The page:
Ferroelectric polarization in polycrystalline PZT thin film can be reoriented in both positive and negative directions using electron beams. Reorientation of the ferroelectric domains is a response to the electric field generated by an imbalance of electron emission and trapping at the surface. When an insulator surface is irradiated by electrons with energy higher than 1 keV, elastic and inelastic collisions in the crystal lead to the excitation of secondary electrons and the backscattering of incident electrons. Secondary electrons that are sufficiently close to the surface (less than 50 nm) are emitted from the surface, while the other electrons are either trapped in defect sites or self-trapped as polarons in the crystal. When the number of incident electrons is not equal to that of the emitted electrons, charge develops and an internal local electrical field is established in the film. When the field generated by the trapped charges is stronger than the coercive field of the ferroelectric compound, domain reorientation at the surface should occur.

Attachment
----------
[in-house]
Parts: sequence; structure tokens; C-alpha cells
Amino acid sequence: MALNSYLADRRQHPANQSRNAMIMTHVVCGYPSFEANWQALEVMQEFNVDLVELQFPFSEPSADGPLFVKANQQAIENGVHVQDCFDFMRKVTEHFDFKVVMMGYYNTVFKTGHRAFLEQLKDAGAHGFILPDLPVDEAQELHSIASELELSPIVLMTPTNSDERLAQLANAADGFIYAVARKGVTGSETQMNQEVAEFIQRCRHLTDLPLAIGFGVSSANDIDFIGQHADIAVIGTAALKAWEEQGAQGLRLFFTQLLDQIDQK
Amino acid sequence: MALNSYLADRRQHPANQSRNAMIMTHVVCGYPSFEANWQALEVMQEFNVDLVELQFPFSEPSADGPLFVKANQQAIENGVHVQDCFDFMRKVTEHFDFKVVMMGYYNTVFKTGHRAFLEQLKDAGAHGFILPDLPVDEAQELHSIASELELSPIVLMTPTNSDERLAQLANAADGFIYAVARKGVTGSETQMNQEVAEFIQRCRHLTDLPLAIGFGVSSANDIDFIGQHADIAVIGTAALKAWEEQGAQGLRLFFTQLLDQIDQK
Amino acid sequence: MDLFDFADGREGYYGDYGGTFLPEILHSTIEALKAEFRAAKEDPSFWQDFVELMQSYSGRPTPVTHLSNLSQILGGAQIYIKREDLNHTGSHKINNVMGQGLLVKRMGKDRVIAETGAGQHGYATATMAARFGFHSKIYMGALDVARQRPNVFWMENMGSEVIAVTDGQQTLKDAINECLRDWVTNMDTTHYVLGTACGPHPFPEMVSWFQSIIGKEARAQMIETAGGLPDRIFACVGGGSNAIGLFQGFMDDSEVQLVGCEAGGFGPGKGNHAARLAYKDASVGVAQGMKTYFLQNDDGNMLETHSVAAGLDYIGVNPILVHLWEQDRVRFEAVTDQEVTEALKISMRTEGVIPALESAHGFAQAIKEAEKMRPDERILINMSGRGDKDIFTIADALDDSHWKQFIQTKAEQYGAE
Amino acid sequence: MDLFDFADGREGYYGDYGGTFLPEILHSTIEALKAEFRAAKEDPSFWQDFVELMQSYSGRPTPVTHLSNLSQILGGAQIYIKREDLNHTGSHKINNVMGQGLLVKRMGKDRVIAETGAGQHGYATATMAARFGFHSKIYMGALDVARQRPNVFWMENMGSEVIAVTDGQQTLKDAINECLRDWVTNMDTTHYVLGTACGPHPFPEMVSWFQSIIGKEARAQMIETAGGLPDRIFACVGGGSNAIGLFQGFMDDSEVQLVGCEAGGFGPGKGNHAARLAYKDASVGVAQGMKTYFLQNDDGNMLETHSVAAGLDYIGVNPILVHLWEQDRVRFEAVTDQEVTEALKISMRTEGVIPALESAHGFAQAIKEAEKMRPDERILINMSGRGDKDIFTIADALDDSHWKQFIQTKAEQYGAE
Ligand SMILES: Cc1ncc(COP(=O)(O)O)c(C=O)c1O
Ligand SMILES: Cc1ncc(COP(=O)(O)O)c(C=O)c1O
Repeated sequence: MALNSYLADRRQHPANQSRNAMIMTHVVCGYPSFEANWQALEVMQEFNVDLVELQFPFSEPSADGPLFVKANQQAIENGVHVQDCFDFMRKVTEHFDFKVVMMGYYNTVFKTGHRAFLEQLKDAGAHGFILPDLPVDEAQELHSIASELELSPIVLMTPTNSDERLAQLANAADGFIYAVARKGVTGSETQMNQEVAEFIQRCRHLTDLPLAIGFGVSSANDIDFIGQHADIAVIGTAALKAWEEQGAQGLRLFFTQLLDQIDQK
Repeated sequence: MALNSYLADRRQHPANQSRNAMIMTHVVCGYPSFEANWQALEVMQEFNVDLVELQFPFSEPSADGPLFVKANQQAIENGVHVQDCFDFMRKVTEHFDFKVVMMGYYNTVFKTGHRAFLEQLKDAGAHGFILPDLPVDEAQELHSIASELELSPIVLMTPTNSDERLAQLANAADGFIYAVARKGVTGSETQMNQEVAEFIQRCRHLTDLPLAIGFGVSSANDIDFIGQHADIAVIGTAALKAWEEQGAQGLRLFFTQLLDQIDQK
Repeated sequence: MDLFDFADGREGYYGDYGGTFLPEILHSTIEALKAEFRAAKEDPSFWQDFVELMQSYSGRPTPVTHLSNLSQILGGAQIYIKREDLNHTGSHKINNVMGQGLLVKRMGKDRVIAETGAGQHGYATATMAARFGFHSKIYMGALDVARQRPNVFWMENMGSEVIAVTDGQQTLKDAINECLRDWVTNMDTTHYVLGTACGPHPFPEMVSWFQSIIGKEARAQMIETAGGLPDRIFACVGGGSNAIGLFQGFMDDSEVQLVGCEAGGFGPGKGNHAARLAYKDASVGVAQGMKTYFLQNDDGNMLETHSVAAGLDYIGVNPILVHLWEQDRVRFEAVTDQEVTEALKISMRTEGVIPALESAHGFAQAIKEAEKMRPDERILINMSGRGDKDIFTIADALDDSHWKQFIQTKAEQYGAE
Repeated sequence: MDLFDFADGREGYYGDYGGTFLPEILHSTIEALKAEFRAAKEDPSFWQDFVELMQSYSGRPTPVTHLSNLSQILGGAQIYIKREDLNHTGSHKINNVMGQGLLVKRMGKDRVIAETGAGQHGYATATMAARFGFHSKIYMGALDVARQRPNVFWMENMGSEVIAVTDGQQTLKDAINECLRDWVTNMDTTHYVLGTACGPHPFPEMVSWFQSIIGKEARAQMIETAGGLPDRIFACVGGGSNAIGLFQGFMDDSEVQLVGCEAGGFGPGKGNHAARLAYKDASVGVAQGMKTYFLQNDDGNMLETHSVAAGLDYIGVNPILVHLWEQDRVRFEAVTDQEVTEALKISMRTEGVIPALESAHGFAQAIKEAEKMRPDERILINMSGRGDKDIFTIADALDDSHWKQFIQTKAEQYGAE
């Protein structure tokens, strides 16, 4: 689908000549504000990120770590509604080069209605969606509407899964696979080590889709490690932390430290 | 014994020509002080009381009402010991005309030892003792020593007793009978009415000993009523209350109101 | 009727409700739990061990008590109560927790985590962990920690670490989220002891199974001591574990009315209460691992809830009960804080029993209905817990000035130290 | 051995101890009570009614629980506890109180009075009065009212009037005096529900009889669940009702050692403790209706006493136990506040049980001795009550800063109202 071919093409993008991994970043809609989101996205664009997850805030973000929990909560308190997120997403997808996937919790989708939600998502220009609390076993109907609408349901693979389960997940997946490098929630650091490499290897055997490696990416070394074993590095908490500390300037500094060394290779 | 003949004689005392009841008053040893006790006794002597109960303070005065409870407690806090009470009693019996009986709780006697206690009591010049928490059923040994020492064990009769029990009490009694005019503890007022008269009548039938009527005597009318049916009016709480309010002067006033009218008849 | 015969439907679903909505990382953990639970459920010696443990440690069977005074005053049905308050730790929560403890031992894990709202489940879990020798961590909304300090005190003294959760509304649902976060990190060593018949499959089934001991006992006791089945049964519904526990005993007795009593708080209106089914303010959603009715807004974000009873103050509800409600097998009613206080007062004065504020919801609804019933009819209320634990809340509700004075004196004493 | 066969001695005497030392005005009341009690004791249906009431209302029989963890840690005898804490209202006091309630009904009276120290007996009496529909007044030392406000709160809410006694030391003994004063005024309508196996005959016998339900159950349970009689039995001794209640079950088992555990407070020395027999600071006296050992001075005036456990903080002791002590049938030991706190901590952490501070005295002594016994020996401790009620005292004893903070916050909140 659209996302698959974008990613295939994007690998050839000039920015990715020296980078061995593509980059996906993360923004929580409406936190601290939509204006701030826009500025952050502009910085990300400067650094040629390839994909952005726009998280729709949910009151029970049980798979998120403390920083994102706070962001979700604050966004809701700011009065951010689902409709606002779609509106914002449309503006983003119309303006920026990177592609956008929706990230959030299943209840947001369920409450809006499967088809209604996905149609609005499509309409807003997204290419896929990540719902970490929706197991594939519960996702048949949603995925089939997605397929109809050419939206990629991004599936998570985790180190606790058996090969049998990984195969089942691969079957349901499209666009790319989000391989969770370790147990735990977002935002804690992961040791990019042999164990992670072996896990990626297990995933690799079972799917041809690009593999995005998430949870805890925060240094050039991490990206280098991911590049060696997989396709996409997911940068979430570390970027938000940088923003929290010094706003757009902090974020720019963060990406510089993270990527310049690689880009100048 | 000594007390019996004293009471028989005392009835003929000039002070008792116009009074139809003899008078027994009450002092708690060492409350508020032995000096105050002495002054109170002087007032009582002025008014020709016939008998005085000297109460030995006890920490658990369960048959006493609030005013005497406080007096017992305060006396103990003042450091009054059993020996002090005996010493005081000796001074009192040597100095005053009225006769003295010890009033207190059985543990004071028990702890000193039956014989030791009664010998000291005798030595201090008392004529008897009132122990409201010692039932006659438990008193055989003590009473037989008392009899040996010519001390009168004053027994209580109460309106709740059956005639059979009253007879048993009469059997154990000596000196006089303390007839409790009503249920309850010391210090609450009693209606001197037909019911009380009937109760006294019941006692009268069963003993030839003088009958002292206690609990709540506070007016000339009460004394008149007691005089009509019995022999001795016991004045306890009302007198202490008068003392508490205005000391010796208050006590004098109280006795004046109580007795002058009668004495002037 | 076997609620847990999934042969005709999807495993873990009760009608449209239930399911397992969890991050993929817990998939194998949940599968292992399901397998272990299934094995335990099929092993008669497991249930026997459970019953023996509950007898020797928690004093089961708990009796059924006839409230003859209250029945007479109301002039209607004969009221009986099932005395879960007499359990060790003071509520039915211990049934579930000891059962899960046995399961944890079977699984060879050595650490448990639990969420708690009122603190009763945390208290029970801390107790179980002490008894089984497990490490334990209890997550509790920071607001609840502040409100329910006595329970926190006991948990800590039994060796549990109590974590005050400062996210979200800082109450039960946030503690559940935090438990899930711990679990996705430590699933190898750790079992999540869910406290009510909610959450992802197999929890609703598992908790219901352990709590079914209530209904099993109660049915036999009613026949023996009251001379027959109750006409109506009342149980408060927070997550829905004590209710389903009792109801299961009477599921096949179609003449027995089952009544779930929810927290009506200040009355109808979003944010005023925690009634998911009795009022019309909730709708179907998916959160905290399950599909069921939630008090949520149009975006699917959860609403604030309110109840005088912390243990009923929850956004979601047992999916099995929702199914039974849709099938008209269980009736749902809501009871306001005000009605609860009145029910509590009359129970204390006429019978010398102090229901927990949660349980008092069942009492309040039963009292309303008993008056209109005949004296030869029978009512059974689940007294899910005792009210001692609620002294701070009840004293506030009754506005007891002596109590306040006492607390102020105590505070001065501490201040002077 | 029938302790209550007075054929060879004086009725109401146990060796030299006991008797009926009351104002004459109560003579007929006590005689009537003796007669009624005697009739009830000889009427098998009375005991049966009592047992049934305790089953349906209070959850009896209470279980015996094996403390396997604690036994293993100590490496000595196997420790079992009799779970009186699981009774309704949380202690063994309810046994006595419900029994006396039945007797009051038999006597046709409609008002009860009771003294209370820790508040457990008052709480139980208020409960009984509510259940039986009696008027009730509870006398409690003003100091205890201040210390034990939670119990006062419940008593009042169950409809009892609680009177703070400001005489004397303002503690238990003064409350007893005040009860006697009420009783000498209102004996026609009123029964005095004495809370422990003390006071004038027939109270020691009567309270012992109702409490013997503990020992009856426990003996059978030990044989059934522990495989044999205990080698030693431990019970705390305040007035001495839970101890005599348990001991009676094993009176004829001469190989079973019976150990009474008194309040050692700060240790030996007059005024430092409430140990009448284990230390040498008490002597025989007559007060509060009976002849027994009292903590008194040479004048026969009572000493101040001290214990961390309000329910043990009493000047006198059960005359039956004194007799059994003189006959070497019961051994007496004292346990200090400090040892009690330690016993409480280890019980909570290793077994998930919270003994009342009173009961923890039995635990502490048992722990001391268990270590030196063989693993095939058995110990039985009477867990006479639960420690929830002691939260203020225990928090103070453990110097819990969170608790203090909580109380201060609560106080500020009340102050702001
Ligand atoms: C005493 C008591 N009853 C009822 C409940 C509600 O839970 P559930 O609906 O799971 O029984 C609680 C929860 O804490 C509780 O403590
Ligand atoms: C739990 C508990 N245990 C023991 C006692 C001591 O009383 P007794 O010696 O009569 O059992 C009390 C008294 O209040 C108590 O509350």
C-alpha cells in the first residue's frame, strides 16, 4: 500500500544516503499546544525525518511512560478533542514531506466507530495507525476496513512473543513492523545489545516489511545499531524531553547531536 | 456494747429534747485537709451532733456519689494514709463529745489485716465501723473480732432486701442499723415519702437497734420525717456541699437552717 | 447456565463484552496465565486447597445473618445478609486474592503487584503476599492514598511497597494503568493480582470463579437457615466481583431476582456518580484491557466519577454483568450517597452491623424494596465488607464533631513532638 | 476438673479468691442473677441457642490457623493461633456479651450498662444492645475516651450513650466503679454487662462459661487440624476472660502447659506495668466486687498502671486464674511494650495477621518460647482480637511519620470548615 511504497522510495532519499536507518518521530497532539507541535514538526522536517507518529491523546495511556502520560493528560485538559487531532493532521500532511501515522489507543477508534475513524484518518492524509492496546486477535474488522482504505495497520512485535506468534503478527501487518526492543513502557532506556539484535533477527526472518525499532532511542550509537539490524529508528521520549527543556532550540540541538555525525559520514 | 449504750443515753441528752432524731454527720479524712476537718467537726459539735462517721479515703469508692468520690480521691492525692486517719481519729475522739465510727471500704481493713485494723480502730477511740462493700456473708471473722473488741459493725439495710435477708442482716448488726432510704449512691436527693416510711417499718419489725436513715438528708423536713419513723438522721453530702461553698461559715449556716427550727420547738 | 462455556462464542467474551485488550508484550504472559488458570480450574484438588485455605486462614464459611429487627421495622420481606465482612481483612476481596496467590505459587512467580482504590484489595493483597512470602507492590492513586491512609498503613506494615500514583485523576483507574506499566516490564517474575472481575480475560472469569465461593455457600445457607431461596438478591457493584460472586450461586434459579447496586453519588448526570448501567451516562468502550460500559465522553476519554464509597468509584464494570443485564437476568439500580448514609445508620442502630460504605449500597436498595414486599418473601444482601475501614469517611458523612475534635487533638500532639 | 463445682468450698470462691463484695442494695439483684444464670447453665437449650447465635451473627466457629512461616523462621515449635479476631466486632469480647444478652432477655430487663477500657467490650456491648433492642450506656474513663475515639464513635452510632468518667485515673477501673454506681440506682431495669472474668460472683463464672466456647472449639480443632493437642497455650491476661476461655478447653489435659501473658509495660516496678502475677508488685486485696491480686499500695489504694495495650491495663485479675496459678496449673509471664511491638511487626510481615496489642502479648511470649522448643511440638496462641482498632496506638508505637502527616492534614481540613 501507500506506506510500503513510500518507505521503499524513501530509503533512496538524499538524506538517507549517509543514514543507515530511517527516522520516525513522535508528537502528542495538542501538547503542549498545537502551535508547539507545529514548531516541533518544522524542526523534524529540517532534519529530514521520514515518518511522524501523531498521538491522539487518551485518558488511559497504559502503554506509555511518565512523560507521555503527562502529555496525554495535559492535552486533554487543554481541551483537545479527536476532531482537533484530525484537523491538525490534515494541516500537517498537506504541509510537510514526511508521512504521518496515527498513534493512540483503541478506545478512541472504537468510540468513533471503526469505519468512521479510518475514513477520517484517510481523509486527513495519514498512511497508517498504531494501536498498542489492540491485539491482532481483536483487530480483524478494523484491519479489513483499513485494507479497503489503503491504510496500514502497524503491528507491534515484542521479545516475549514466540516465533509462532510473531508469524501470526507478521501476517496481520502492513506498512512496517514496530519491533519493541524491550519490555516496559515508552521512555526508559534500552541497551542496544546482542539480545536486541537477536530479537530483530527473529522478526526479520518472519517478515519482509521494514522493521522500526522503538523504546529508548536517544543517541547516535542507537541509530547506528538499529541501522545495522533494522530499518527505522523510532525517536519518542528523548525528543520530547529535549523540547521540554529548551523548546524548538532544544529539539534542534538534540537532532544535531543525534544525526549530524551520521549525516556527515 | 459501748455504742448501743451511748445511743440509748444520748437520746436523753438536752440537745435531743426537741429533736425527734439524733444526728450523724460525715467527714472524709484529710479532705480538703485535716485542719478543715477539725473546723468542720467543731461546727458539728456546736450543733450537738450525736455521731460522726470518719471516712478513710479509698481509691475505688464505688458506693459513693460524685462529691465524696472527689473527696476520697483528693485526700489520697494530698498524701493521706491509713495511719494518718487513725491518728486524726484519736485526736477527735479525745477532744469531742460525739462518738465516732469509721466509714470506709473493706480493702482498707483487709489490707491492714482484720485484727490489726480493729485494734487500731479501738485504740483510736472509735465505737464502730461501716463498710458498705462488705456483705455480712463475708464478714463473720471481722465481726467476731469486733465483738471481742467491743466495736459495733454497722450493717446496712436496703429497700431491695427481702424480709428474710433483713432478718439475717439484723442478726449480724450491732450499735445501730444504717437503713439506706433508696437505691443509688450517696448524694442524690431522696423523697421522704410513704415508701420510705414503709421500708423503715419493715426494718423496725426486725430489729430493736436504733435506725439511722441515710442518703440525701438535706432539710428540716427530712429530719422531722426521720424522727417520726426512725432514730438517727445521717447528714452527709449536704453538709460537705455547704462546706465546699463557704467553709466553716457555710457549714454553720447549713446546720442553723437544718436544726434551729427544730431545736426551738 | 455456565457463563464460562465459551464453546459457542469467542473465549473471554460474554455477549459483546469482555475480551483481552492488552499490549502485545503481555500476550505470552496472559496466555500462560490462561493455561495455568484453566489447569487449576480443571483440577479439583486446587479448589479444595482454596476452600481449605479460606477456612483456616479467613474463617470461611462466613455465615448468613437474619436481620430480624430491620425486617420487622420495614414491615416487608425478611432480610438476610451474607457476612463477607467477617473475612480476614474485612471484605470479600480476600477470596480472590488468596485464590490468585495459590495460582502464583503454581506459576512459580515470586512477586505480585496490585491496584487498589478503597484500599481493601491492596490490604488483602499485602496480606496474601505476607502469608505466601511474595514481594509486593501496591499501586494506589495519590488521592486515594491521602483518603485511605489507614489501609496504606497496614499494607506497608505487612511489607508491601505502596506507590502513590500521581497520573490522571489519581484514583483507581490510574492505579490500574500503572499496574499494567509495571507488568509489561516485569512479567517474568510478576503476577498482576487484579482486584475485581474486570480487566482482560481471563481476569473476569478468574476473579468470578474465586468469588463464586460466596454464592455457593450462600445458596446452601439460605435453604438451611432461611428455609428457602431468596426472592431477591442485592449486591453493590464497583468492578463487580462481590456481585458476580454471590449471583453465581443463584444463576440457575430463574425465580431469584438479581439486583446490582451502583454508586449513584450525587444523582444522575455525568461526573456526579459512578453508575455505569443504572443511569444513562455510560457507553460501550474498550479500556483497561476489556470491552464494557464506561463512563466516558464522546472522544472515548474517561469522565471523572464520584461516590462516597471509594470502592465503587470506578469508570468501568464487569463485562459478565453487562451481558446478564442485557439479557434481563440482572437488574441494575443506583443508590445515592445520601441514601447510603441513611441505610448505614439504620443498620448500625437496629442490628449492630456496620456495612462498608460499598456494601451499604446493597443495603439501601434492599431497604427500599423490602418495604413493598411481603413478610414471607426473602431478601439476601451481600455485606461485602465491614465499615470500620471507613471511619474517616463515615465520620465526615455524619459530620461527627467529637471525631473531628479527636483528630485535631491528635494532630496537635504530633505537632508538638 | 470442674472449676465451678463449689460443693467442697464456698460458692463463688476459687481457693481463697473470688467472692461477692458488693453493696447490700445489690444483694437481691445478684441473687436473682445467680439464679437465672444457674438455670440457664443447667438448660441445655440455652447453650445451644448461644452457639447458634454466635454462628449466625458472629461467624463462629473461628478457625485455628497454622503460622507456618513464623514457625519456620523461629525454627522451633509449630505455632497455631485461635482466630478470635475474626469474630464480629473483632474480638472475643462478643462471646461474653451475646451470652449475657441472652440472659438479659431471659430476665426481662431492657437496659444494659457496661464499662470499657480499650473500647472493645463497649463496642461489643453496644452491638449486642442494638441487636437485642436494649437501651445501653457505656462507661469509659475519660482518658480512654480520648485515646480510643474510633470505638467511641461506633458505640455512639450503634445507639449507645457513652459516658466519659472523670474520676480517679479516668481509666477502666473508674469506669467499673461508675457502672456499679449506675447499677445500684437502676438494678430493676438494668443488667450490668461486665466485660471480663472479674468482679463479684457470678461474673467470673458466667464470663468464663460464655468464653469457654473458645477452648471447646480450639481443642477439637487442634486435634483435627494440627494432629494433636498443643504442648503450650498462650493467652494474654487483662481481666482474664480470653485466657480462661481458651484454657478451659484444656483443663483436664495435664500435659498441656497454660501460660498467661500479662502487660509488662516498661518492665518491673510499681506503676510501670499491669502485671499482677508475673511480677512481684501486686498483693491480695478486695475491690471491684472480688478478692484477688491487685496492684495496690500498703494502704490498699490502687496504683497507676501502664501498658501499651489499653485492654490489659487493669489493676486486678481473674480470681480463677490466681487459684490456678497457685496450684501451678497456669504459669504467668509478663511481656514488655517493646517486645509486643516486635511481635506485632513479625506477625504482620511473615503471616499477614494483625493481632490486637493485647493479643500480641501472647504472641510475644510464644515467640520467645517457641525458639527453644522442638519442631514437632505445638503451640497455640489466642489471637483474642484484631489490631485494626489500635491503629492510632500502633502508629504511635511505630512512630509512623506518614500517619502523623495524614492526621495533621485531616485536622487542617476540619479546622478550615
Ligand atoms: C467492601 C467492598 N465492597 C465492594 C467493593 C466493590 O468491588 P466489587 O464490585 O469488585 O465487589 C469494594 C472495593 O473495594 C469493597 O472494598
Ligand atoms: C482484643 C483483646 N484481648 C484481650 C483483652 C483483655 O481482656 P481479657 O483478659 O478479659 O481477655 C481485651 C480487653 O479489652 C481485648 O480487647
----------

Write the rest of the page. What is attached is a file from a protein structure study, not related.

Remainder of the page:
Quantitative aspects in terms of beam dosage, energy and current density effects on polarization reorientation have been determined. A threshold of 500 mC/cm2 and a saturation of 1500 mC/cm2 were identified. Regardless of beam energy, the polarization is reoriented negatively for beam currents less than 50 pA and positively for beam currents greater than 1 nA. Due to the length scale accessible to conventional e-beam tools, this method provides the opportunity for domain engineering at the nanometer scale.
Figure shows the illustration of charging and polarization reorientation by an electron beam. Accumulation of positive charges causes the domains to point downwards (yielding the c- domains shown on left). In contrast, negative charging leads to positive domain orientation (c+ domains on right).
Figure above (a) PFM phase image showing negative domain polarization (dark area) switched by E=10 keV, I=30 pA, and dosages ranging from ~500 to 5000 mC/cm2. The exposure is increased from left to right and from bottom to top in the figure. (b) The fraction of c- domains switched perpendicularly to the surface, increases with electron dosage. (c) Model of domain switching with electric field (E) as dashed arrows. For E greater than Ecritical the domains begin switching. The fraction of switched domains increases with electron dose until the reorientation saturates at 1500 mC/cm2, as in (b).
Figure above shows the polarization reorientation dependence on beam energy and current. Dots represent experimental determination of domain polarity superimposed on a schematic representation of QT, which should follow the expected trend of the total electron emission yield s for an insulator. At high beam current (>1 nA), a net negative charge accumulates in the film, which switches the underlying domains in the positive direction (c+, bright areas in PFM phase image). It is reversed for low beam current (